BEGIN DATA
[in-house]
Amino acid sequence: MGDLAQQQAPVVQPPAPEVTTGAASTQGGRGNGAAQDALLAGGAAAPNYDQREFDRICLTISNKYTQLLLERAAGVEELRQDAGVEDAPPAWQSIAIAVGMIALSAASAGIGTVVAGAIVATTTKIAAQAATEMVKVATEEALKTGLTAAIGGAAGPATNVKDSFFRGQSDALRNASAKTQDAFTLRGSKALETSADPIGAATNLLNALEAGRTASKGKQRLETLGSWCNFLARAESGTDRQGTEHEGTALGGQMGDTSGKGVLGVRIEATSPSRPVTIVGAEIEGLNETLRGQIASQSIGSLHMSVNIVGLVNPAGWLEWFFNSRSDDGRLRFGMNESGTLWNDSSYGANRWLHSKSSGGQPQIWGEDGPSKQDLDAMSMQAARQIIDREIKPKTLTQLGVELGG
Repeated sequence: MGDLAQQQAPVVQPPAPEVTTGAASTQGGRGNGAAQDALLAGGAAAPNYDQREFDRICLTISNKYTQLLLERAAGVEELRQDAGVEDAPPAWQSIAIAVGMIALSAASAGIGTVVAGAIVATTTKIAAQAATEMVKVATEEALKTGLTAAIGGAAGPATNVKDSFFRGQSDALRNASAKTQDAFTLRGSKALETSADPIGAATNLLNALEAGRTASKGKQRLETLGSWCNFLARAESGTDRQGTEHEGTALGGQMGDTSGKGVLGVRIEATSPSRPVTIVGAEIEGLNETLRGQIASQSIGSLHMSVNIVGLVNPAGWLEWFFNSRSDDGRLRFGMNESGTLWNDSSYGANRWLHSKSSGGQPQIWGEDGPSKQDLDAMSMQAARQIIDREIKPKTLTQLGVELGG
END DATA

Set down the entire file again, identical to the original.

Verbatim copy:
[in-house]
Amino acid sequence: MGDLAQQQAPVVQPPAPEVTTGAASTQGGRGNGAAQDALLAGGAAAPNYDQREFDRICLTISNKYTQLLLERAAGVEELRQDAGVEDAPPAWQSIAIAVGMIALSAASAGIGTVVAGAIVATTTKIAAQAATEMVKVATEEALKTGLTAAIGGAAGPATNVKDSFFRGQSDALRNASAKTQDAFTLRGSKALETSADPIGAATNLLNALEAGRTASKGKQRLETLGSWCNFLARAESGTDRQGTEHEGTALGGQMGDTSGKGVLGVRIEATSPSRPVTIVGAEIEGLNETLRGQIASQSIGSLHMSVNIVGLVNPAGWLEWFFNSRSDDGRLRFGMNESGTLWNDSSYGANRWLHSKSSGGQPQIWGEDGPSKQDLDAMSMQAARQIIDREIKPKTLTQLGVELGG
Repeated sequence: MGDLAQQQAPVVQPPAPEVTTGAASTQGGRGNGAAQDALLAGGAAAPNYDQREFDRICLTISNKYTQLLLERAAGVEELRQDAGVEDAPPAWQSIAIAVGMIALSAASAGIGTVVAGAIVATTTKIAAQAATEMVKVATEEALKTGLTAAIGGAAGPATNVKDSFFRGQSDALRNASAKTQDAFTLRGSKALETSADPIGAATNLLNALEAGRTASKGKQRLETLGSWCNFLARAESGTDRQGTEHEGTALGGQMGDTSGKGVLGVRIEATSPSRPVTIVGAEIEGLNETLRGQIASQSIGSLHMSVNIVGLVNPAGWLEWFFNSRSDDGRLRFGMNESGTLWNDSSYGANRWLHSKSSGGQPQIWGEDGPSKQDLDAMSMQAARQIIDREIKPKTLTQLGVELGG